CAPE CANAVERAL, Fla. - Astronomers and NASA managers alike rejoiced the successful Monday launch of the space shuttle Atlantis to give the Hubble Space Telescope one last tune-up, but now comes the hard part: actually fixing the 19-year-old observatory.
?It?s amazing, but now of course come all the hard parts,? astrophysicist Mario Livio told SPACE.com just after Atlantis roared toward Hubble. ?We will be holding our breath over the next 10 days to see that everything goes okay.?
Livio is a senior astrophysicist with the Space Telescope Science Institute that oversees Hubble. He said he adores Hubble just like some people love cars that they?ve spent years fixing up and maintaining.
?It?s really an emotional commitment,? he said.
NASA launched Atlantis on a $1.1 billion mission to overhaul Hubble for the fifth and final time. The shuttle is slated to arrive at Hubble on Wednesday with the first spacewalk repair to follow a day later.
The 11-day flight was initially slated to launch in 2002 but was waylaid by the Columbia shuttle tragedy, and then canceled outright because of its risk. NASA resurrected the orbital service call in 2006 and has primed a second shuttle, the Endeavour orbiter, to launch a rescue mission in case Atlantis is damaged beyond repair. The most recent delay - a seven-month slip - cropped up last fall when a vital part broke on Hubble.
Ed Weiler, NASA?s chief of science missions, said there was a tinge of sadness as he watched Atlantis rocket into space after its rollercoaster ride so far.
?I?m happy to see the launch, but it?s sad knowing it?s the last shuttle mission to the Hubble Space Telescope,? Weiler said after liftoff. NASA?s three aging space shuttles are due to retire next year and their capsule-based replacement Orion is not large enough to haul the spare parts and number of people typically employed in a servicing flight.
Ambitious fixes ahead
Commanded by veteran shuttle commander Scott Altman, Atlantis? seven-astronaut crew will perform five challenging spacewalks to bring Hubble back to health. They will replace the space telescope?s main batteries and gyroscopes and attempt to fix two other instruments - Hubble?s main camera and a vital spectrograph - that were never designed to be repaired in space.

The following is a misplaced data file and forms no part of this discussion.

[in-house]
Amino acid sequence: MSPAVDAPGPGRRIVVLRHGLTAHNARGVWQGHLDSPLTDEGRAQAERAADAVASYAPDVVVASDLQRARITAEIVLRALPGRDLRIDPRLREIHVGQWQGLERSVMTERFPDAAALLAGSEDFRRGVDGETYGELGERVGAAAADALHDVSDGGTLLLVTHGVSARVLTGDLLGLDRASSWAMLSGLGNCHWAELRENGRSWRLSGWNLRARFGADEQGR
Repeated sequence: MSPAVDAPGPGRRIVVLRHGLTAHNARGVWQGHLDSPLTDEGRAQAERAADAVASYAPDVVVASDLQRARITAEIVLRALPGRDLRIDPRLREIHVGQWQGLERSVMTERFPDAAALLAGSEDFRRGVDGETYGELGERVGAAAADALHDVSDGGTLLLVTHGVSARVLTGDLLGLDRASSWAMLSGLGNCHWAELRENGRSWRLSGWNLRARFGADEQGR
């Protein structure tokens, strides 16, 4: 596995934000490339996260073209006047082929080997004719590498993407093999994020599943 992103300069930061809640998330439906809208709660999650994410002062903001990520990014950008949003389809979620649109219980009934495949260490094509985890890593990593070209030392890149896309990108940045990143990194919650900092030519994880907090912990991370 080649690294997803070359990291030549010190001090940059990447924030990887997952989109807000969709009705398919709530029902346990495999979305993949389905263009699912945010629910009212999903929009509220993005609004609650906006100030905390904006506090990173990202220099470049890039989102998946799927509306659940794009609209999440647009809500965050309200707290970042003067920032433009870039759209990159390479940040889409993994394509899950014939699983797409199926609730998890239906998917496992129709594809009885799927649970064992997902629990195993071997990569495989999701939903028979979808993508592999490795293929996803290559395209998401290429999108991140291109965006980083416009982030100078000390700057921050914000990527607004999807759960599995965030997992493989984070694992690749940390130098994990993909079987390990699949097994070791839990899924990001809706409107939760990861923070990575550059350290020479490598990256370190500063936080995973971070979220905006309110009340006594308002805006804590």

?We?ll take our best shot,? Weiler said. ?Let?s all remember, these instruments are dead right now. If they don?t get fixed we haven?t lost anything.?
If everything goes right, the repairs and upgrades to Hubble by the Atlantis astronauts will extend the space telescope?s life through at least 2014.
?This is a great start to a very challenging mission, and we?ll see how the mission unfolds throughout the next couple of days,? said NASA?s space operations chief Bill Gerstenmaier after launch.
The first order of business for Altman and his crew is to prepare for a day-long inspection of Atlantis? heat shield on Tuesday to scan for dings caused by fuel tank debris. It was a chunk of fuel tank foam that damaged the shuttle Columbia?s left wing and led to the loss of its astronaut crew.
NASA said a few pieces of foam were spotted falling from Atlantis? fuel tank just before launch, but none appeared to strike the spacecraft.
Just after launch, Mission Control radioed the Atlantis astronauts to report that an initial look at video of their blast off found no cause for concern. The astronauts will use a camera at the end of Atlantis' robotic arm later today to try to get ahead on tomorrow?s inspection.
But for Livio and other scientists, the shuttle?s smooth launch had an added flair. Atlantis launched toward Hubble - one of the world?s most famous telescopes - in 2009, which is the International Year of Astronomy to mark the 400th anniversary of Galileo Galilei's first telescope observations of the night sky
?What could be more appropriate?? Livio said.
SPACE.com is providing continuous coverage of NASA's last mission to the Hubble Space Telescope with senior editor Tariq Malik at Cape Canaveral and reporter Clara Moskowitz in New York. Click here for mission updates and SPACE.com's live NASA TV video feed.
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